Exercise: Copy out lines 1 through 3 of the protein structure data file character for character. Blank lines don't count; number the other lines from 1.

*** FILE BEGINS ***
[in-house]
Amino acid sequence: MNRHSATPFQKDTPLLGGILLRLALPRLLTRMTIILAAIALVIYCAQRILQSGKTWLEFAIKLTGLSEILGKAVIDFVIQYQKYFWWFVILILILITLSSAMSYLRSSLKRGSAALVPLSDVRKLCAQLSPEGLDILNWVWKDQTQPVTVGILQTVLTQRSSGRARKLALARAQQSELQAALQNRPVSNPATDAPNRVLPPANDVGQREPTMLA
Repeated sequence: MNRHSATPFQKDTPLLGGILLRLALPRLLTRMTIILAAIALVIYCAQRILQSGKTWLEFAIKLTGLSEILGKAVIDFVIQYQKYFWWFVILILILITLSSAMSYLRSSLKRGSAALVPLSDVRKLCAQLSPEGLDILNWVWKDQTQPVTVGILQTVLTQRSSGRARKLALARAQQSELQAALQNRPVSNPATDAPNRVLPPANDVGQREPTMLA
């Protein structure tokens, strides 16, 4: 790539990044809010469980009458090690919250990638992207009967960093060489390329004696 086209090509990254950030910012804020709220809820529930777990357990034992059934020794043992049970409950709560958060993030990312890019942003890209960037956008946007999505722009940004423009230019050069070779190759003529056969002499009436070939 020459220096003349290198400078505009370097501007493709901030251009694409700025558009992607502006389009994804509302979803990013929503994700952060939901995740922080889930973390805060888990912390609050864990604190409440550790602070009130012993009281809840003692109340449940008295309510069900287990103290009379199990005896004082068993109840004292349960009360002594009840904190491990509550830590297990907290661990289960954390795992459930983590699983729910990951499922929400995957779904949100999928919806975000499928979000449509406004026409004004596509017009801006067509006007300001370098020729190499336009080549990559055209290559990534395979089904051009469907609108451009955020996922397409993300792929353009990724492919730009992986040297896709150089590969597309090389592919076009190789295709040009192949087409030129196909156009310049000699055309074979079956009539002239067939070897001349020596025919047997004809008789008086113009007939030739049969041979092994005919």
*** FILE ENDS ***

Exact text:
[in-house]
Amino acid sequence: MNRHSATPFQKDTPLLGGILLRLALPRLLTRMTIILAAIALVIYCAQRILQSGKTWLEFAIKLTGLSEILGKAVIDFVIQYQKYFWWFVILILILITLSSAMSYLRSSLKRGSAALVPLSDVRKLCAQLSPEGLDILNWVWKDQTQPVTVGILQTVLTQRSSGRARKLALARAQQSELQAALQNRPVSNPATDAPNRVLPPANDVGQREPTMLA
Repeated sequence: MNRHSATPFQKDTPLLGGILLRLALPRLLTRMTIILAAIALVIYCAQRILQSGKTWLEFAIKLTGLSEILGKAVIDFVIQYQKYFWWFVILILILITLSSAMSYLRSSLKRGSAALVPLSDVRKLCAQLSPEGLDILNWVWKDQTQPVTVGILQTVLTQRSSGRARKLALARAQQSELQAALQNRPVSNPATDAPNRVLPPANDVGQREPTMLA